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Gold stocks

Discussion in 'Shares' started by Billv, 3rd Oct, 2008.

  1. Billv

    Billv Getting there

    15th Jul, 2007
    Sydney, NSW
    AS is always the case when capitalism ponders its own mortality, gold has been touted as the one-stop insurance against both inflation and asset deflation.

    Other factors - such as the level of demand from Indian brides during the upcoming wedding season - take a back seat.

    As investors have been painfully aware, gold's safe-haven virtues often have been lost in translation when it comes to the listed gold sector. Production glitches, soaring costs and hedging snafus have produced a casualty list longer than that from the Somme in 1916.

    With gold at around $US750 an ounce and the Australian dollar slinking below the US80c level, macro conditions shouldn't be more amenable.

    The major local producers Newcrest (ASX: NMC) and Lihir Gold (ASX: LGL) have shed their unfavourable hedges, while there's a raft of potential projects (such as AngloGold Ashanti's Tropicana deposit near Kalgoorlie), which should see production.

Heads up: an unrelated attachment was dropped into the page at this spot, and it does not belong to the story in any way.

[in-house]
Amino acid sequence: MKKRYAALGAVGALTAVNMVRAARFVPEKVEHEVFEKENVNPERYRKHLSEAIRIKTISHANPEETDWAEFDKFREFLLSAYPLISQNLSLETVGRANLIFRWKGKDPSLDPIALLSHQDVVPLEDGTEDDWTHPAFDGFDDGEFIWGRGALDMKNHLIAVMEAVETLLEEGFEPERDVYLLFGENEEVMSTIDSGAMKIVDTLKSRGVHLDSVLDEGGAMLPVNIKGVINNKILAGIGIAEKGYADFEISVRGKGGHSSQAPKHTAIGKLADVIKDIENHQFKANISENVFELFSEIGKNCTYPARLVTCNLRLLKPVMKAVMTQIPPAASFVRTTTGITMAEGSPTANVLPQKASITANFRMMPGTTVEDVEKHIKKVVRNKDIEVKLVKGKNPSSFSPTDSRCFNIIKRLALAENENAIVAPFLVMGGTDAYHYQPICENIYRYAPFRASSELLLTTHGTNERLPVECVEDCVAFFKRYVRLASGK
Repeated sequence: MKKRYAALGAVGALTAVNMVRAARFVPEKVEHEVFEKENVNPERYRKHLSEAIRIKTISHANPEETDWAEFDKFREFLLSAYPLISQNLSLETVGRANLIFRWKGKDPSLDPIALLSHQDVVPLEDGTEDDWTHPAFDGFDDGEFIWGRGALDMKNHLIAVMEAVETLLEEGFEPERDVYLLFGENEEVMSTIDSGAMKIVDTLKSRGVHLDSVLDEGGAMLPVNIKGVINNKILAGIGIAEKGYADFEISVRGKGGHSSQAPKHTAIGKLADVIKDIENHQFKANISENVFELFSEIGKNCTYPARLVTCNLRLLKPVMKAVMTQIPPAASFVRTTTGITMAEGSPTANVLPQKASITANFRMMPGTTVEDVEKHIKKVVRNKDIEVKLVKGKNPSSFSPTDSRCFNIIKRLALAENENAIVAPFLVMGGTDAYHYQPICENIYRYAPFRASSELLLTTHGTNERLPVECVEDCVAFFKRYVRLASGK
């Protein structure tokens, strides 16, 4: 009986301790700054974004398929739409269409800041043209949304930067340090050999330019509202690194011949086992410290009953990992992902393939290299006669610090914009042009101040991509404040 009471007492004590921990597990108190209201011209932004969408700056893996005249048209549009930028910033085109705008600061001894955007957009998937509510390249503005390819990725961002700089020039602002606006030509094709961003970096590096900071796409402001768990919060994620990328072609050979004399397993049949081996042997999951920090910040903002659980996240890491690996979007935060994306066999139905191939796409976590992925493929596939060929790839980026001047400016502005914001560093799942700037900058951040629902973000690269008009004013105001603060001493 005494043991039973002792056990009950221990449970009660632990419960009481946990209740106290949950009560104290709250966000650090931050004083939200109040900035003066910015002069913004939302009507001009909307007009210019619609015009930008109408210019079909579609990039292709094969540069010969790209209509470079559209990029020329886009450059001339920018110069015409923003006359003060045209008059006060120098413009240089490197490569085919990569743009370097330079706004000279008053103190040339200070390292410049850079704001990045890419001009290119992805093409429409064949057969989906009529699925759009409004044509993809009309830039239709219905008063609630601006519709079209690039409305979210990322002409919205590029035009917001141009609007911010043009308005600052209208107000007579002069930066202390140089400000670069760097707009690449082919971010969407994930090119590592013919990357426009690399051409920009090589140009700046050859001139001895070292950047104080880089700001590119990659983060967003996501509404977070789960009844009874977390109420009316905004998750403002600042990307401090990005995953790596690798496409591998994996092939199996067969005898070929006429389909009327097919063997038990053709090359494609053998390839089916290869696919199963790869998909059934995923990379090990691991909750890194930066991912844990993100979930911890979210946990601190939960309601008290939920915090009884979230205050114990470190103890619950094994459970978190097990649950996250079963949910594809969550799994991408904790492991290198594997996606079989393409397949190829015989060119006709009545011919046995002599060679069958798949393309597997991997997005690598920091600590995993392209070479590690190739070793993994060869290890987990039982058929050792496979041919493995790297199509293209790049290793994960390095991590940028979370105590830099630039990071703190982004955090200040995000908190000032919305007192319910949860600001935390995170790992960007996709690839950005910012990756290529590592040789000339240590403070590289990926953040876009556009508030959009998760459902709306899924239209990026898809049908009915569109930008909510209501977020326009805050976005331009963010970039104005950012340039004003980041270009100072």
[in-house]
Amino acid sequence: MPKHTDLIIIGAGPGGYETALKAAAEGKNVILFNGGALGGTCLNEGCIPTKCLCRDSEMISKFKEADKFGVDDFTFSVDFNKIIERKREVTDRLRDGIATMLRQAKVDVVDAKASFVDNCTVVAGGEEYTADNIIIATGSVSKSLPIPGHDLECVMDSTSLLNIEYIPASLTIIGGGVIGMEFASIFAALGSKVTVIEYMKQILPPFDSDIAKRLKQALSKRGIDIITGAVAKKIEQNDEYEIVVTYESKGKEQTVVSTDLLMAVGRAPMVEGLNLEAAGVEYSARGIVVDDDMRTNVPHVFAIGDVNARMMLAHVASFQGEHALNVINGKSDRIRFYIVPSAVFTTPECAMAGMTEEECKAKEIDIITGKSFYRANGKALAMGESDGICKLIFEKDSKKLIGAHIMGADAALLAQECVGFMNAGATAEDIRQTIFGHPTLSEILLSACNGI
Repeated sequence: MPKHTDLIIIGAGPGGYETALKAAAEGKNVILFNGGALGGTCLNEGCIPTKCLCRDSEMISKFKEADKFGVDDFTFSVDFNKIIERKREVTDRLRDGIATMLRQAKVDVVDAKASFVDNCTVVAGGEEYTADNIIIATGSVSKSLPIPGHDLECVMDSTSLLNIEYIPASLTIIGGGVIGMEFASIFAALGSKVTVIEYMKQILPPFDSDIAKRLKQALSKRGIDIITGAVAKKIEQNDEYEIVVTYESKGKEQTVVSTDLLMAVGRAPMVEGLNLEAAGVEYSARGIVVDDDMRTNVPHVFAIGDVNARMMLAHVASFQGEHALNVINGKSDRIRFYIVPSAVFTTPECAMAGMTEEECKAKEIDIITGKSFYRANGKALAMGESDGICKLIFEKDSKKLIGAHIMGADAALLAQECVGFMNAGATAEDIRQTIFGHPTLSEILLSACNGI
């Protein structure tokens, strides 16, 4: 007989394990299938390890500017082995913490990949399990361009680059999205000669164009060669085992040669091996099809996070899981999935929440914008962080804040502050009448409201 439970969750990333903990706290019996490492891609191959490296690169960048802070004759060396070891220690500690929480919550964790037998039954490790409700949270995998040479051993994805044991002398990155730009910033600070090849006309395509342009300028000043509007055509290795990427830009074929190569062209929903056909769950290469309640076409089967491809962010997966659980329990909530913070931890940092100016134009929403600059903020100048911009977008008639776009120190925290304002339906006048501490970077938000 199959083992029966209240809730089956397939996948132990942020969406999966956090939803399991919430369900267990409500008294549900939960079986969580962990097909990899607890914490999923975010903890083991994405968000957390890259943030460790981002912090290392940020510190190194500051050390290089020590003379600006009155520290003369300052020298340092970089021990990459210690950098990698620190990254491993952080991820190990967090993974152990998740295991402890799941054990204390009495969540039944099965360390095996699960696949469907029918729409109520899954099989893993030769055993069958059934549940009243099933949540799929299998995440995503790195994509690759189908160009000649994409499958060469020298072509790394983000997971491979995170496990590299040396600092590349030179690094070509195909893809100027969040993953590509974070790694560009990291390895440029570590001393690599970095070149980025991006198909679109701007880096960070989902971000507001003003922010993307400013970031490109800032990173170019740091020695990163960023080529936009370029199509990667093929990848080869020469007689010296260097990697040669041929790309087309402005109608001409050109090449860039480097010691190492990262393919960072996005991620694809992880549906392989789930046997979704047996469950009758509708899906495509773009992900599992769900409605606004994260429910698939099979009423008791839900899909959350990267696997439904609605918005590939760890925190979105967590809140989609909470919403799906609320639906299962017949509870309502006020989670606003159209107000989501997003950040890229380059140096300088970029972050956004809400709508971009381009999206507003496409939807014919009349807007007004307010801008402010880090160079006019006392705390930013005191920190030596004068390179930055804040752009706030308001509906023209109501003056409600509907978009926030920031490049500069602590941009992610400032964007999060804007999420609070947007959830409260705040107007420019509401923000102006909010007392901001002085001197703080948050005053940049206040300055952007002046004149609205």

Unlike dozens of nickel, zinc and copper projects threatened by the pullback in base-metal prices, the gold sector's aura should dazzle for some time to come.

    That's the theory anyway, but it's a bit like the errant husband promising, “It will be different from now on, darling”.

    For those who subscribe to the financial Armageddon line, the obvious starting point is the extant producers, and Newcrest and Lihir are by far the biggest.

    There's no gold heist on offer: Newcrest and Lihir don't exactly look cheap on forward price-earnings ratio of 19 times and 14 times, respectively.

    As Deutsche's gold bugs note, these are consistent with valuations across the US gold sector. These producers are also below the median cash cost average of $US420 per ounce and look relatively cheap in terms of per-dollar of reserves.

    The firm says: “Overall, both Newcrest and Lihir offer good exposure to the gold sector at a time when our commodities team sees gold as being negatively correlated to the risk of equity contagion spreading to the commodities market.”

    more here
    Gold stocks | The Australian